How to Get a Remote Job: Part 1 (covid-compatible)

We spend up to 35 percent of our productive time at work. Shouldn’t we at least make it so it doesn’t suck? But wait, there’s more – the vast majority of people still commute (more than 70 percent) wasting even more of their time and putting unnecessary pressure on the environment in the process.

Easiest solution to all of this? Go remote!


That is, of course, easier said than done. It’s also worth mentioning that by solving the commute and office related pain points, you will inevitably create new ones linked to your new shiny remote lifestyle – but we will get to that later.

With this mini series, I will guide you through the most common situations people looking for remote job typically find themselves in.

You don’t have the necessary skills to work remotely

Although remote work has seen slow but steady rise in the last couple of years, it’s still uncharted territory for most people.

Good news is that it’s not reserved privilege just for coders or online entrepreneurs anymore. You don’t need to spend 1 year studying books, webinars or buy expensive online courses.

That being said, your journey towards location independent career will still require a lot of effort. You just can’t cheat this.


Let’s get specific.

We have thoroughly analyzed the remote work marketplace and here’s what we’ve learned.

  • There are over 90 remote job boards
  • Majority of them offer non-tech jobs as well
  • Over 10% of open remote positions are available across the globe (the rest is region or country specific – but still remote)
  • Roughly 32,000 new remote jobs open each month, not counting self-employed folks and entrepreneurs!
  • Job boards contain only something around 50% of all remote positions, the rest is kinda hidden on companies career pages

Now you have some basic understanding of the remote scene. But that doesn’t immediately help you much, does it? Let’s go through something more actionable.

We made a list of top positions employers are furiously looking candidates for. Neat, right?

What can you realistically do

We’ve build a similar resource some time ago, so allow me to get inspired a bit in here.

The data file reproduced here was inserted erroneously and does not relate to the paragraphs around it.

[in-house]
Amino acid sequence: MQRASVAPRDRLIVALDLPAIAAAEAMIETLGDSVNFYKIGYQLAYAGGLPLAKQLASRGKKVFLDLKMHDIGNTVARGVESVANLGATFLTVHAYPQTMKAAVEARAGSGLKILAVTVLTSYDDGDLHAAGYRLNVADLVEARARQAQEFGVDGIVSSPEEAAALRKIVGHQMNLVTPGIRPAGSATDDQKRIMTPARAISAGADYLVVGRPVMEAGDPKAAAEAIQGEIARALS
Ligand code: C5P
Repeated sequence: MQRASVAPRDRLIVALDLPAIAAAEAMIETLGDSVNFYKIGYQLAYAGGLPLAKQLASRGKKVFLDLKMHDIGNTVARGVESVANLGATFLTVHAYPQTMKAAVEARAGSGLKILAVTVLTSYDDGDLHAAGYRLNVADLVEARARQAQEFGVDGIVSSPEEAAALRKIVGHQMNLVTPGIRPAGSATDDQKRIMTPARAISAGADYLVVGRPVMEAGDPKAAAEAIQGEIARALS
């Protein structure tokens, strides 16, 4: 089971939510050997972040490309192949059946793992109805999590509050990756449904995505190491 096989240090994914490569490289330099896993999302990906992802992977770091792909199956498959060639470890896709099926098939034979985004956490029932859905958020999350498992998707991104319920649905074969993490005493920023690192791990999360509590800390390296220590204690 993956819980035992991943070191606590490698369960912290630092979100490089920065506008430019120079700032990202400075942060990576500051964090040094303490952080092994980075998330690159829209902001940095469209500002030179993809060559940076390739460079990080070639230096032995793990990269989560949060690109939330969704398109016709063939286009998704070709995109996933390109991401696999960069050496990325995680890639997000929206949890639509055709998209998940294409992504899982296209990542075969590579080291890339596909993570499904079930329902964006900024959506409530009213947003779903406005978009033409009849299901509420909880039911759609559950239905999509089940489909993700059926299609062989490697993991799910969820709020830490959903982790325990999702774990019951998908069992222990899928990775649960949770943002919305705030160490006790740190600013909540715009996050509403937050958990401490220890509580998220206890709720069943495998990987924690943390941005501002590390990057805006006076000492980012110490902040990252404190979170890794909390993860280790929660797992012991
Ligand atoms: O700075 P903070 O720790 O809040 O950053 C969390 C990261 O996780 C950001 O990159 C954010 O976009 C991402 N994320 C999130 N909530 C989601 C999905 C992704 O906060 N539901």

Engineering

This is obviously the category with biggest number of choices and demand. IT systems and coding tools are designed by nature to allow remote access and management. IT professionals could go remote (as some did) a decade ago.

PositionDifficulty to master
Technical documentation writerFair
Support EngineerFair
Frontend CoderMedium
Backend DeveloperMedium
See all 14 positions

(Online) Marketing

Excellent choice for creative folks who are not afraid to get a bit technical from time to time. Excellent english skills are a must-have this time.

PositionDifficulty to master
CopywriterFair
PPC SpecialistFair
Social Media CuratorEasy
Customer SupportEasy
See all 8 positions

Design and photography

With the shift towards SaaS business models in the last decade or so, you don’t have to invest a big chunk of money into obtaining professional tools.

Open source tools like Gimp or Blender are free, Canva is free in the basic version as well, Adobe Creative Suite starts at $9.99/mo. What a time to be alive (and have eye for UI, UX, design and details).

PositionDifficulty to master
Graphic DesignerMedium
Stock PhotographerFair
3D ArtistHard
UX/UI DesignerHard
See all 9 positions

Desk & Administrative Jobs

Probably the most interesting area for remote work newcomers.

Built on top of your pre-existing computer software skills. Add some sauce in the form of remote tools knowledge. Play around with Slack, Jira, Asana, Trello, Google Docs/Suite and Microsoft Office Online.

PositionDifficulty to master
Virtual AssistantFair
Product TesterEasy
AccountantHard
English TeacherMedium
See all 7 positions

Entrepreneurship

Don’t get along with superiors? Annoyed by the constant meetings about nothing? I get it. Starting an online business is easier than ever. Most of the tools you will need are priced very reasonably or free for solo founders.

PositionDifficulty to master
Web DeveloperMedium
Dev for HireHard
Indie MakerHard
Freelance MarketerMedium
Other options

Be creative! What are you good at? What do you enjoy doing? Think of ways how to possibly use your skillset online.

Nothing will be effortless. Remember the amount of knowledge you gain before applying for a job will be inversely proportional to your competition.

Let’s be honest here. MS Office and E-mail skills are not gonna cut it for you. People with these skills are everywhere. There is no reason for companies to hire and trust someone remote if they can get another 50 candidates literally around the block.

Homework for next time

We will be rolling out the next chapter of our little tutorial in no time. In the meantime, I want you to:

  • Make a list of things you enjoy doing (at least 10)
  • For each item; identify all the positions you could realistically contribute to
    (Go nuts and creative with this)
  • Order the positions by the number of of occurrences
  • Get as much information about the first three positions as you possibly can:
    • Follow thought leaders in this area
    • How does the typical workload look like?
    • Get some knowledge about the industry
    • What are the most used tools by professionals in this area

All finished? Congratulations! Come back in few days for the next part of this series where we’ll get more specific about an actual job hunting.

Wanna get more involved? Follow us on Twitter and subscribe to our newsletter with remote job offers.

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